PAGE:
Hah! I saw that after ‘publish’ but got up to do something and didn’t bother.
I can aritmatik

6. lauraw - December 27, 2017

Fixed. Whenever you call someone or something dumb on the internet, it’s nearly guaranteed you’re gonna make some dipshit mistake.

7. Jimbro - December 27, 2017


It’s like they want the poor people to buy fresh food or something

8. lauraw - December 27, 2017

Well, they won’t, because they don’t know what to do with it. Poor city people are separated from the familial knowledge of cooking whole foods by at least one generation.

But ‘white people’ are supposed to feel bad about sincere efforts to put these foods back into their environment. Nutritional ignorance and the poor health it fosters is supposed to win, culturally.

9. geoff - December 28, 2017

How is adding food purchasing choices supposed to make things worse for anybody? It would be one thing if the farmer’s markets were forcing supermarkets to close, but that’s not nearly the case.

Once again we have the clash of liberal motifs: the “Buy Local & Organic” crowd against the “Everything is Racist” crowd.

10. lauraw - December 28, 2017

If I were a minority, I’d question the implication that when white people improve a neighborhood it means I have to leave.

11. Sobek - December 29, 2017

What is the proposed remedy? Doing away with farmers markets, or making farmers markets more “ethnic”?

12. lauraw - December 29, 2017

Article says that they never actually do propose a remedy. Go figure, eh?

But really, in the city, there’s no point to making farmer’s markets more ethnic.

FIrst of all, the farmers are generally not people of color. And it doesn’t make $ sense to hire people to sell cheap vegetables, just to put a brown face behind the counter.

Second, poor city people will not let a non-starchy vegetable pass their lips anyway, regardless of their ethnicity. Black, latino, white, doesn’t matter. That’s why bodegas sell no veggies. Nobody uses them. They don’t know what to do with them. They don’t know anybody who uses them.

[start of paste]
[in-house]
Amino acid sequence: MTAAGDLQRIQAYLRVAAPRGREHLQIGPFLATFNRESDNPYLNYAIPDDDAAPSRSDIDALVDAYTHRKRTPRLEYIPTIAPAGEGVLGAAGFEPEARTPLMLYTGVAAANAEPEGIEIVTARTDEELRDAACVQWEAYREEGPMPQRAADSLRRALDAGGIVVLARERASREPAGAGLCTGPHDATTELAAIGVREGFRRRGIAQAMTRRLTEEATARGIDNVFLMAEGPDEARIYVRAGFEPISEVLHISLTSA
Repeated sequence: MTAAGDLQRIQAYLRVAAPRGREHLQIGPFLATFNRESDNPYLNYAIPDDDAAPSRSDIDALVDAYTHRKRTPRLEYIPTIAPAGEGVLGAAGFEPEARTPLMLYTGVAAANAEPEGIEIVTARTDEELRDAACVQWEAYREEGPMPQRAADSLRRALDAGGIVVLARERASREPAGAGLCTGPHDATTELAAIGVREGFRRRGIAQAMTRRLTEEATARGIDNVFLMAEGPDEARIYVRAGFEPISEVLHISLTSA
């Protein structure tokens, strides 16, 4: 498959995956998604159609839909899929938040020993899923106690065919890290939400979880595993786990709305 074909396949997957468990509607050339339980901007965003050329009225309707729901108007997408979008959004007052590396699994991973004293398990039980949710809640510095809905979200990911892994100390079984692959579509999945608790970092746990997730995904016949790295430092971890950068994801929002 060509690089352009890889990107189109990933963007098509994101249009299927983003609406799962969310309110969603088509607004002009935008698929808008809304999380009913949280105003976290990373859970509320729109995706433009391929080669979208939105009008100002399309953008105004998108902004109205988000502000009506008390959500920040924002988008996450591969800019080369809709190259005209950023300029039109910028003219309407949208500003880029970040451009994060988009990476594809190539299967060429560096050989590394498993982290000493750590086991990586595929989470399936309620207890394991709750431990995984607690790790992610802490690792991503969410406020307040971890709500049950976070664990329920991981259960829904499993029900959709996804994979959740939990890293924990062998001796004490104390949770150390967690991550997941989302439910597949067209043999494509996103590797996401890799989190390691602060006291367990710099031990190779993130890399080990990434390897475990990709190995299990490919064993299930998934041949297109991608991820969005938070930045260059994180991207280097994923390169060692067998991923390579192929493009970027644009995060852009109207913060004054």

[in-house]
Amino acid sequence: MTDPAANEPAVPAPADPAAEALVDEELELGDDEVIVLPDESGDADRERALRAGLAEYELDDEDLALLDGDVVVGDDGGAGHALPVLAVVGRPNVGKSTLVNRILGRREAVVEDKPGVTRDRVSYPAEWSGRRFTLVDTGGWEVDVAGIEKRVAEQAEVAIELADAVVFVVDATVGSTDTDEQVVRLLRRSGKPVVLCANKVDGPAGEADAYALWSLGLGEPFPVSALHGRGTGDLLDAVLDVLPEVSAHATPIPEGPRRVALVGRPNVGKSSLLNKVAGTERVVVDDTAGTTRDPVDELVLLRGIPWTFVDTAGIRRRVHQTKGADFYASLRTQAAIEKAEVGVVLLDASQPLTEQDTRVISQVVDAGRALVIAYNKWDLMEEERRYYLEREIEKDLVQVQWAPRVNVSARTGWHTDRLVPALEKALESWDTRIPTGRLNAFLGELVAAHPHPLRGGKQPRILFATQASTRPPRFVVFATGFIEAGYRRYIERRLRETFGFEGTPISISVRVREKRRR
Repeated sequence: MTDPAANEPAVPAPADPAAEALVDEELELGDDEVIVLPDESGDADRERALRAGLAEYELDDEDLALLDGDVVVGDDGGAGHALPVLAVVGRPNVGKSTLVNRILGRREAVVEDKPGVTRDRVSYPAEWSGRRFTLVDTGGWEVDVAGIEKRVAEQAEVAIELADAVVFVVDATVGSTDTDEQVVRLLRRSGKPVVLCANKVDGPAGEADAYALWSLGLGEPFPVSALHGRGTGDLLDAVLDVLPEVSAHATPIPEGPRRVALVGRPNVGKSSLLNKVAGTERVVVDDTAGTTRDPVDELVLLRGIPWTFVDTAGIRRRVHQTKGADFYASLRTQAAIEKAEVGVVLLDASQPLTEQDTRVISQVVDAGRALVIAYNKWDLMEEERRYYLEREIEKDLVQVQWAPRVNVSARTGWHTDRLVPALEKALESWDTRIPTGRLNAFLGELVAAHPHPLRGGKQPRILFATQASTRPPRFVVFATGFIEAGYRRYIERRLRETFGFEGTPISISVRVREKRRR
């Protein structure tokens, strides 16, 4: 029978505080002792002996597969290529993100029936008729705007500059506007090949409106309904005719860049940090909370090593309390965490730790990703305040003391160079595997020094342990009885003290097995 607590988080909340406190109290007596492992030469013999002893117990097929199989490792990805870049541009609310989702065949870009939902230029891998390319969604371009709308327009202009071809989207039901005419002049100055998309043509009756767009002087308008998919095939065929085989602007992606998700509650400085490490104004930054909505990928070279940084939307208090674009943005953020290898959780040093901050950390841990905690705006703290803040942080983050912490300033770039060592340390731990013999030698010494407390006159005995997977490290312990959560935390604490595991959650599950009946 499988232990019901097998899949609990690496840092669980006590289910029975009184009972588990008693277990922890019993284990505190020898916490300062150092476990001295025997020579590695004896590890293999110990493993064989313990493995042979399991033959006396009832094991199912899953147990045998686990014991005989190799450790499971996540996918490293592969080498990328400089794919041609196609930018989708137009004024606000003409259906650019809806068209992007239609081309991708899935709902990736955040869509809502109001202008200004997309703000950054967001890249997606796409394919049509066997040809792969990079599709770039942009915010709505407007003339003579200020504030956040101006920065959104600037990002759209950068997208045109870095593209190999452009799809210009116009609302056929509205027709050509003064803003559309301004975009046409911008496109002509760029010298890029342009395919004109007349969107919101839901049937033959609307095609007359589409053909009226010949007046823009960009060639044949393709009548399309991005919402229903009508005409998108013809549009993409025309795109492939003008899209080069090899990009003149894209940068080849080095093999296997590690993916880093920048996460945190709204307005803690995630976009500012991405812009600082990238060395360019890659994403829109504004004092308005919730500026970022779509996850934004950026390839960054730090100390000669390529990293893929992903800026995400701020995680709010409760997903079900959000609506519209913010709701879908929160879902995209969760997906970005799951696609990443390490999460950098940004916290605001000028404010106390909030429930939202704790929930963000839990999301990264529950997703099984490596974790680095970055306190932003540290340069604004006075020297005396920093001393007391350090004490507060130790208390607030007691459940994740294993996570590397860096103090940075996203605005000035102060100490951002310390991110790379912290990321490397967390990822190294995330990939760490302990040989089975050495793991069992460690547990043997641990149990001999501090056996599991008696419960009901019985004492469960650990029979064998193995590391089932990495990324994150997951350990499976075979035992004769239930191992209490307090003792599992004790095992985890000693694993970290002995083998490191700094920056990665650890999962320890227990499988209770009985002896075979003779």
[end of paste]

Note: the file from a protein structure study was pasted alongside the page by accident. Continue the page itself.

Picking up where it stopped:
You know what? If the middle class were to move back into the cities, that is the only way that poor people would come into social contact with people who eat vegetables. When I lived there, I would feed the neighbor’s kids sometimes.

But for the middle class to return, cities would have to get serious about protecting their citizens from criminals, and they would have to stop soaking property owners to the degree that only the wealthy and slumlords can own anything.

But, liberals. Not gonna happen.

13. Sobek - December 29, 2017

“Go figure, eh?”

I suspected as much. If you get rid of them, I’ll complain about food deserts. If you make them more ethnic (whatever that might mean), I’ll complain about cultural appropriation or some such.

But I wasn’t really talking about putting a brown face behind the counter, I was talking about The kinds of food on offer. If you force the sellers to only sell food that isn’t white people food (whatever that means), then once again I’m going to find something to complain about.

And you make a good point about gentrification. If you make no attempts at urban renewal, that’s pure evil, but if you do attempt it, that’s also pure evil. Some people (ie professors who don’t actually grow vegetables for farmers markets) just want something to complain about.

14. lauraw - December 29, 2017

You would almost get the idea that nothing you can do will stop them from hating you.

15. Retired Geezer - December 31, 2017
16. lauraw - December 31, 2017

But of course. And good one Dave.

17. mishu - January 3, 2018

I’m so old, I remember a black lady named Michelle Obama hawking the virtues of fresh fruits and vegetables.

18. lauraw - January 8, 2018

More gentrification news, closer to home for geoff: